Please use this identifier to cite or link to this item: http://hdl.handle.net/2122/12920
Authors: Nardone, Lucia* 
Bianco, Francesca* 
Zaccarelli, Lucia* 
Patanè, Domenico* 
Title: Seismic anisotropy time variations at Mt Etna
Issue Date: Jan-2020
Series/Report no.: 1/ 220 (2020)
DOI: 10.1093/gji/ggz460
URI: http://hdl.handle.net/2122/12920
Keywords: Seismic anisotropy
Volcano monitoring
Volcano seismology
Abstract: The aim of this paper is to study the temporal variations in the seismic wavefield associated with the stress changes in the dynamic features of the Mt Etna volcanic activity. We used shear wave splitting analysis on a huge data set of local earthquakes, in order to identify changes of the local stress field at Mt Etna during the time interval from 2006 to 2011. This analysis allows us to obtain two parameters: the polarization direction of the fast shear wave (φ) and the time delay of the slow shear wave (Td,time delay between the split shear waves). Orientation of φ generally provides information about the anisotropic symmetry and stress direction whereas Td provide information about the average crack density along the ray path. Based on our findings it is possible to divide Etna Volcano in three different sectors, each one distinguished by typical fast wave polarization direction. We find that the western part of the volcano is controlled by the regional tectonic stress field having a NS and EW directions. Instead, the eastern part of the volcano is mainly controlled by the local volcanic stress, particularly an EW local stress field in the NE sector (Pernicana), and a quasi NS local stress field in the SE sector (Mascalucia, Timpe), where previous studies evidenced: (i) some low-Qp anomaly regions between 0 and about 6 km depth, probably associated with high pore pressure and the intense faulting and (ii) by magnetotelluric surveys, several high conductivity zones, up to 8 km depth, related to a diffuse presence of hydrothermal activity and fluid circulation. Temporal variations in time delay, mostly before the 2008–2009 lateral eruption, can be interpreted as stress accumulation increase with a consequent release of stress due to coalescing of microcracks in the conduit for the eruption of magma.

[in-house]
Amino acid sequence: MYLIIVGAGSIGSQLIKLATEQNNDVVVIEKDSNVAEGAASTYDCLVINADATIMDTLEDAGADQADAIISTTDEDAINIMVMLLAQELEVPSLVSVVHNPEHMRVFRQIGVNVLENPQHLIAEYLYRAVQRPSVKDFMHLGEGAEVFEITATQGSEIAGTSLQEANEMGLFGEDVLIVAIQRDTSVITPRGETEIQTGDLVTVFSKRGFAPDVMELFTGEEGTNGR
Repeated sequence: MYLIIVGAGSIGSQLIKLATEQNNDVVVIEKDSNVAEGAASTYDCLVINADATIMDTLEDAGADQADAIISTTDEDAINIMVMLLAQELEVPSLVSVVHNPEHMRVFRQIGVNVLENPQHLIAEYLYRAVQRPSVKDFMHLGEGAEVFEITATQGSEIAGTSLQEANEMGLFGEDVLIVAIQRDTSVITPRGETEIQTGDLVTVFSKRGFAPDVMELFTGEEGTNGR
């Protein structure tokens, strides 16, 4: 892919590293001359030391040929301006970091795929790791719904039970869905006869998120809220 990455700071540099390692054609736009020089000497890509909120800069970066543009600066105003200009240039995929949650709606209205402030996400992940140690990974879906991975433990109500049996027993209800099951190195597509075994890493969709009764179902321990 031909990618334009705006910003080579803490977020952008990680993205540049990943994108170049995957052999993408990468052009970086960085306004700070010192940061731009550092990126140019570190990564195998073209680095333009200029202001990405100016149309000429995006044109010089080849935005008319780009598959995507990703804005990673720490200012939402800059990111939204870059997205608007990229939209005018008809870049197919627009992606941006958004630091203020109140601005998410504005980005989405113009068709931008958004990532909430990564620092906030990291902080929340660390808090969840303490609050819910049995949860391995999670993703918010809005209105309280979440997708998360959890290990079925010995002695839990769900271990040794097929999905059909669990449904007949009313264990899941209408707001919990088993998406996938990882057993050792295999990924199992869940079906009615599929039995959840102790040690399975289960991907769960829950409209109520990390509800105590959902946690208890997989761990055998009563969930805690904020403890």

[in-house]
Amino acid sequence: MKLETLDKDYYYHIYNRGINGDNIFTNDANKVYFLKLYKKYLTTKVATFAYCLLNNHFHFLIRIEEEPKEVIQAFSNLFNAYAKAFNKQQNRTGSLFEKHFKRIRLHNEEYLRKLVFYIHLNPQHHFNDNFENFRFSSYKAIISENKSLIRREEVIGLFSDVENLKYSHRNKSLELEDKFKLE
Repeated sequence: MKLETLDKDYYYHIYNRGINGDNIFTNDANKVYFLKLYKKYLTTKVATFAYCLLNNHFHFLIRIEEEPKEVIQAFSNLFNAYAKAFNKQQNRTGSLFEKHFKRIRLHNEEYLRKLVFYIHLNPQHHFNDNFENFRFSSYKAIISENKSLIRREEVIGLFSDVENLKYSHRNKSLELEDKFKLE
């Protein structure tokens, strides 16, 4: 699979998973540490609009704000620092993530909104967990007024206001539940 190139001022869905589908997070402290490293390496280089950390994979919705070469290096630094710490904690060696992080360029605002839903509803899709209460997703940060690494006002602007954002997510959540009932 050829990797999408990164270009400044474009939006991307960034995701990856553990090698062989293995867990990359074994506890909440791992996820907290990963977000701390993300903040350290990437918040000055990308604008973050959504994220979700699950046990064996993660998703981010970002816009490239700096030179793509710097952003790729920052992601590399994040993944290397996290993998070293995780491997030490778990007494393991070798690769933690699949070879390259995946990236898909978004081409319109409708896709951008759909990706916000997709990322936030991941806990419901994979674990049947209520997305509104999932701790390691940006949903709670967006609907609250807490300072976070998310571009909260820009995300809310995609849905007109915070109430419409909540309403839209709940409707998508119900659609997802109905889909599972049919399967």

Description: This article has been accepted for publication in Geophysical Journal International ©: The Authors 2020. Published by Oxford University Press on behalf of the Royal Astronomical Society. All rights reserved. Uploaded in accordance with the publisher's self-archiving policy.
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